Figure 2: Example 25 km by 20 km ellipse on THEMIS daytime thermal image at Jezero crater. The ellipse is cen-tered at 18.36°N, 77.59°E at an elevation of -2.66 km with respect to the geoid in MOLA planetocentric coordi-nates. The prime science targets are phyllosilicates within a delta just to the northwest of the ellipse. The footprints of existing HiRISE, HiRISE stereo, CRISM (in purple), and MOC images are shown. In green are the requested HiRISE image (rectangle) and CRISM image (one half hourglass shape) centered at 18.5937°N, 77.2617°E and 18.5820°N, 77.2080°E, respectively, on the inlet channel for the delta. Figure 2: Example 25 km by 20 km ellipse on THEMIS daytime thermal image at Jezero crater. The ellipse is cen-tered at 18.36°N, 77.59°E at an elevation of -2.66 km with respect to the geoid in MOLA planetocentric coordi-nates. The prime science targets are phyllosilicates within a delta just to the northwest of the ellipse. The footprints of existing HiRISE, HiRISE stereo, CRISM (in purple), and MOC images are shown. In green are the requested HiRISE image (rectangle) and CRISM image (one half hourglass shape) centered at 18.5937°N, 77.2617°E and 18.5820°N, 77.2080°E, respectively, on the inlet channel for the delta.

The location of any existing high-resolution data (e.g., MOC; MRO HiRISE, CTX and CRISM) in or near the ellipse should also be indicated (Figure 1) to support the acquisition of additional remote sensing data. If additional images would improve understanding of the science or safety of the site, their location should also be shown in priority order, with due consideration given to typical image sizes. In general, the surface of any proposed landing site must appear smooth and flat throughout the ellipse in available images and topographic maps. While we do not expect detailed analysis of potential hazards in the ellipse by site proposers, we would like to be made aware of any potential hazards known to be present. We are interested in knowing if the landing site requires enhanced EDL capabilities, like TRN and if the landing site location might change with TRN (e.g., from “go to” to “land on” site).

Table 1: Example table required for any landing site proposed.

Site Name

Ares

Center Coordinates
Latitude, longitude

XX°N or XX°S, YY°E

Elevation

XX.X km wrt MOLA
geoid

Prime Science and/or Sampling Targets

e.g., Smectites [Highest Priority],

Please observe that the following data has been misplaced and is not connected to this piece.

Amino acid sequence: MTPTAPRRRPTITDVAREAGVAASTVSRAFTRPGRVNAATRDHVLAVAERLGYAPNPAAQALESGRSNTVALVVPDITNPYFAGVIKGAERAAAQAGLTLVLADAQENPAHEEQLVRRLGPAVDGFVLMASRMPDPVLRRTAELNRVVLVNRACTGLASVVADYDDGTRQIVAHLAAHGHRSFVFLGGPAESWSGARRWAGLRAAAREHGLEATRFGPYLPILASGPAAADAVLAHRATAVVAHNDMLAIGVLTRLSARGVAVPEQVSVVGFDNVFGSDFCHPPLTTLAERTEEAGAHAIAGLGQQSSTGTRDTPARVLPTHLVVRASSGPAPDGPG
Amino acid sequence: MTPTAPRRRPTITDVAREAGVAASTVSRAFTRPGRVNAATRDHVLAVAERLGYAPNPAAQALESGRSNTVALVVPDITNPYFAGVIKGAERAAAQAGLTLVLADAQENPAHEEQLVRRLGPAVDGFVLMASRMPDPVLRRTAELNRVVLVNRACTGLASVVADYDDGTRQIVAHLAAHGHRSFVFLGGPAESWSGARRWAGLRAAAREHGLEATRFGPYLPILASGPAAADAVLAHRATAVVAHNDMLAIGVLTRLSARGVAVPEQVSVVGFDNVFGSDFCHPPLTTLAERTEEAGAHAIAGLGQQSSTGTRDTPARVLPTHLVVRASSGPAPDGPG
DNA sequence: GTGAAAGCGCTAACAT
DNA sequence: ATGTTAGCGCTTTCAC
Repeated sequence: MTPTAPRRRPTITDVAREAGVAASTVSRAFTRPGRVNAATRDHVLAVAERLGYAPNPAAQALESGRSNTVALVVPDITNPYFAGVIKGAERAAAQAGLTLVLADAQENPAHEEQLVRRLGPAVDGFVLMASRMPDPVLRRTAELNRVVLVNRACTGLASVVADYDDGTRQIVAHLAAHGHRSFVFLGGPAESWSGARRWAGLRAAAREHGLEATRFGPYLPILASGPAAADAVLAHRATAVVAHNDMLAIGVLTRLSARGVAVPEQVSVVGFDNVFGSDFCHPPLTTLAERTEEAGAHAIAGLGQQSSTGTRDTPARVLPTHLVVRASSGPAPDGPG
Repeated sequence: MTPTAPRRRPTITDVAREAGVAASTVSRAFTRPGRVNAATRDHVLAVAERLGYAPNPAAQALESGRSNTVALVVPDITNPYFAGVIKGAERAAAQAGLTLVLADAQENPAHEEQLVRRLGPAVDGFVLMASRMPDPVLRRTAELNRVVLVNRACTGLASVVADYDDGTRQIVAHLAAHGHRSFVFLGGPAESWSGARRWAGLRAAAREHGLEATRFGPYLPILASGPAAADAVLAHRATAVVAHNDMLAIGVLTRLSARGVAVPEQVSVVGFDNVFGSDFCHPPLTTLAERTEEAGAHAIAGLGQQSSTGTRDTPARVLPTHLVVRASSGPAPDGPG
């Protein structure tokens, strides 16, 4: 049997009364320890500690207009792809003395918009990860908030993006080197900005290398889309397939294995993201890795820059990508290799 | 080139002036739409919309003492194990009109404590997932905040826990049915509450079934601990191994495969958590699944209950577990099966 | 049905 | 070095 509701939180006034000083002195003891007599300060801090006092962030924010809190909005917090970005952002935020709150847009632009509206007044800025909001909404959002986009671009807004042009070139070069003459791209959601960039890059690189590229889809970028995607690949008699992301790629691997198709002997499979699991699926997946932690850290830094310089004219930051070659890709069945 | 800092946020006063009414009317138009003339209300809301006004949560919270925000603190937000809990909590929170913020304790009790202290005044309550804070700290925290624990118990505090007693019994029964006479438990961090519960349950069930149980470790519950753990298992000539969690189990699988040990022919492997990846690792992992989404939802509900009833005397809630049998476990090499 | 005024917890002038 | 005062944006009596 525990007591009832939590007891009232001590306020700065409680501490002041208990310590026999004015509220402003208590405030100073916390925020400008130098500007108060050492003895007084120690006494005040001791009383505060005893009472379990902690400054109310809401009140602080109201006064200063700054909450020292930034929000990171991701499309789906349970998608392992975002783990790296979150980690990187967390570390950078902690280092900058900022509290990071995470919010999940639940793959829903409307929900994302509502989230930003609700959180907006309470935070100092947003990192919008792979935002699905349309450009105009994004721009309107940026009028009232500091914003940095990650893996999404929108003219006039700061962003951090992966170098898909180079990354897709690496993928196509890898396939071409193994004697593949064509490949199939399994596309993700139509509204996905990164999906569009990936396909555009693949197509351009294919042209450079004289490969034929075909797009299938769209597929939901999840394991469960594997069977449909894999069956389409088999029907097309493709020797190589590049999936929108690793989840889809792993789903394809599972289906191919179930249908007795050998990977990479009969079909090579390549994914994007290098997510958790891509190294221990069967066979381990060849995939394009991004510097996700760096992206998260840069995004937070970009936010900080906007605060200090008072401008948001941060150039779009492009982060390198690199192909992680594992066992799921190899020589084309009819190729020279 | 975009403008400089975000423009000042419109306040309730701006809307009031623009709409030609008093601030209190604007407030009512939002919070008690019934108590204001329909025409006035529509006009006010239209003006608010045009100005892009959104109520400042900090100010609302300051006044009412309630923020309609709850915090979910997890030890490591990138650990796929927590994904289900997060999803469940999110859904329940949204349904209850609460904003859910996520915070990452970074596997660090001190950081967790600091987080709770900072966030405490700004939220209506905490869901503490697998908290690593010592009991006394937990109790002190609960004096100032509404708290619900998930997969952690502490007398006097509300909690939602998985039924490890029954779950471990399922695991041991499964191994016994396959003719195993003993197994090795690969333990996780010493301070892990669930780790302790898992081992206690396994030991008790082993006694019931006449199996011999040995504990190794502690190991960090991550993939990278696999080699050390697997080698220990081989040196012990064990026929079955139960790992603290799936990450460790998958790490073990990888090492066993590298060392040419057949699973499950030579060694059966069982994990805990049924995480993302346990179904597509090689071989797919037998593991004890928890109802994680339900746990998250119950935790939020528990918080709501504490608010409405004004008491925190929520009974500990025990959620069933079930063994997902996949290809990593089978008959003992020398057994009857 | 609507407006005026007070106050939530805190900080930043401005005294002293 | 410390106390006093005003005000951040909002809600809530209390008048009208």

Layered materials,
Channels [Lowest Priority]

Distance of Science and/or Sampling Targets from Ellipse Center

Smectites – 13 km to W
Layers – 8 km to NW
Channels – 3 km to E


Rationale for Landing Site:

A description of how the proposed landing site potentially satisfies the science objectives of the 2020 Mars Rover should be provided at the workshop. Comments could include discussion (as is possible) of the targeted materials or context (e.g., multiple rock units present or expected of diverse morphology and mineralogy that display systematic trends and clear stratigraphy and cross-cutting relations). Context could include the expected geologic framework and chronology of the site and whether it will likely enable placement of surface observations into regional context (geologic context). Any mineralogical, volatile, or geomorphic evidence important for the interpretation should be included. Information supporting the key interpretations of the site should be included.
If images are requested, describe in enough detail at the workshop how the proposed images would improve the definition of the science that could be addressed at the landing site. Describe how the images to be acquired would improve the understanding of the geologic setting, history and environment of the landing site.

References:
Christensen, P.R., et al., 2001, Mars Global Surveyor Thermal Emission Spectrometer experiment: Investigation description and surface science results. J. Geophys. Res. 106, 23823–23871.
Golombek, M., et al., 2012, Selection of the Mars Science Laboratory landing site, Space Science Reviews, 170, 641-737, DOI: 10.1007/s11214-012-9916-y.
Mustard, J.F. (chair), M. Adler, A. Allwood, D.S. Bass, D.W. Beaty, J.F. Bell III, W.B. Brinckerhoff, M. Carr, D.J. Des Marais, B. Drake, K.S. Edgett, J. Eigenbrode, L.T. Elkins-Tanton, J.A. Grant, S.M. Milkovich, D. Ming, C. Moore, S. Murchie, T.C. Onstott, S.W. Ruff, M.A. Sephton, A. Steele, A. Treiman, 2013, Report of the Mars 2020 Science Definition Team, 154 pp., posted July 2013 by the Mars Exploration Program Analysis Group (MEPAG) at http://mepag.jpl.nasa.gov/reports/MEP/Mars_2020_SDT_Report_Final.pdf
NASA AO, Announcement of Opportunity for Mars 2020 Investigations,  http://nspires.nasaprs.com/external/solicitations/summary.do?method=init&solId={C49E4810-6DE9-9509-E896-EBC006101A9E}&path=open'

 

Landing Site Workshop: John Grant (grantj@si.edu), Matthew Golombek (mgolombek@jpl.nasa.gov)